Junior doctor Matt Kneale is delighted to announce today that the High Court has granted him permission to proceed with his legal challenge against the General Medical Council (GMC) over its failure to investigate a high-profile doctor, Dr Aseem Malhotra, who has repeatedly made misleading statements to the public about COVID-19 vaccines.
The Court has also granted him a costs capping order in recognition of the fact that the proceedings concern a matter of public interest.
Dr Kneale, who (along with several other doctors) complained to the GMC about Dr Malhotra’s behaviour, is taking a judicial review over the GMC’s repeated refusal to investigate Dr Malhotra’s fitness to practise.
Dr Matt Kneale, junior doctor and lead claimant said, “When doctors wilfully and repeatedly say things that are incorrect, misleading and put people’s health at risk – like deciding to refuse a vaccine – the GMC must hold them to account.
“I am delighted that the Court has agreed the case can go ahead and that we’ll get a full hearing”.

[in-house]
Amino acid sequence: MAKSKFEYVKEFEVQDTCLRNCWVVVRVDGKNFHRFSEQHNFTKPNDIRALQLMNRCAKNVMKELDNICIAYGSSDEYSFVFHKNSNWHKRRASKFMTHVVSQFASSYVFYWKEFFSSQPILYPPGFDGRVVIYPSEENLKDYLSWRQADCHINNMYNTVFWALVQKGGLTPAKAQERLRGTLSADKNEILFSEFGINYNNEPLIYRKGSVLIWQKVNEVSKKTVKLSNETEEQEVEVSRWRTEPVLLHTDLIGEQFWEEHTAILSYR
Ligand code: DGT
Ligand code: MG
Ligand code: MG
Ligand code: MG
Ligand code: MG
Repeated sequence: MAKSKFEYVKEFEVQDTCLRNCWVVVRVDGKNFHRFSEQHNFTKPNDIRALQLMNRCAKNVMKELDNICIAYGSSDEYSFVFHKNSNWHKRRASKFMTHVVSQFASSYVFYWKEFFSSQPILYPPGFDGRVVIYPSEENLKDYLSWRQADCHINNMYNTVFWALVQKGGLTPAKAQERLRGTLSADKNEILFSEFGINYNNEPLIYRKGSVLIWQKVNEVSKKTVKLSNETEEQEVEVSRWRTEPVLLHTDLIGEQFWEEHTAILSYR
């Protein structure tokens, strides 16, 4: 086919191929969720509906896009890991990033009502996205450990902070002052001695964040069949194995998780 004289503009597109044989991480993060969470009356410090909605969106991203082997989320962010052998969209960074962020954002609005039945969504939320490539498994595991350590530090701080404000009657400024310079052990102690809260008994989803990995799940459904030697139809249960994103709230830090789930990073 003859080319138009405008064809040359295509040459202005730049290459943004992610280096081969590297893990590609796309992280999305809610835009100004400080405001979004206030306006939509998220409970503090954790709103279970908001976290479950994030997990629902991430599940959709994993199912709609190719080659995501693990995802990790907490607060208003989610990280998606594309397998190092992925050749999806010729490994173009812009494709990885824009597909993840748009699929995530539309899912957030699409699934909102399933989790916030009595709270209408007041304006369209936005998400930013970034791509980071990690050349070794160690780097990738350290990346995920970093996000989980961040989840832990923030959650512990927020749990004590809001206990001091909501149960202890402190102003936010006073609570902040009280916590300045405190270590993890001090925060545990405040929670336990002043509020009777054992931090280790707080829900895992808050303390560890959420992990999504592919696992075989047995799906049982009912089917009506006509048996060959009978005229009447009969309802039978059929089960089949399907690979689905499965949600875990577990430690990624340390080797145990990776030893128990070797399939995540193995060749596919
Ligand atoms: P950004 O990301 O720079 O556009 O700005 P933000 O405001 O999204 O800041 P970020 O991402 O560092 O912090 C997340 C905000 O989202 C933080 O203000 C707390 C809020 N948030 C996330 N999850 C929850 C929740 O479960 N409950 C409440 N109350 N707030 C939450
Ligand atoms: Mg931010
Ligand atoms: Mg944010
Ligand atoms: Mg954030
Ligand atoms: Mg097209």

The harmful statements in question include: depicting COVID-19 vaccines as ineffective, suggesting these vaccines frequently cause serious heart problems and deaths, and stating that particular deaths are due to the vaccines when there is no evidence to support that link.
Dr Kneale is arguing that when doctors lend their professional authority to such misinformation, their statements could cause members of the public to believe in dangerous unproven science, and erode public trust in the medical profession.
As the official regulator of the medical profession, the GMC has a statutory remit to investigate doctors who could cause harm to their patients, bring the medical profession into disrepute, and/or undermine the public’s trust in doctors.
In considering the claim the Judge concluded that: ‘as a junior doctor, the Claimant is well placed to represent the public interest issues in this claim.’
The hearing is due to be listed for 1 day in 2024.
Jo Maugham, Director of Good Law Project, supporting the doctors’ challenge said, “What we have learned from both the pandemic inquiry and the calamitous economic consequences of Brexit is quite how serious are the consequences of deciding, as Michael Gove did, that we have ‘had enough of experts’.
“And, whilst one might feel sympathetic to the GMC’s desire not to become embroiled in free speech controversy, its primary obligation is to protect the public – and it’s really hard to see how its stance delivers on that objective.”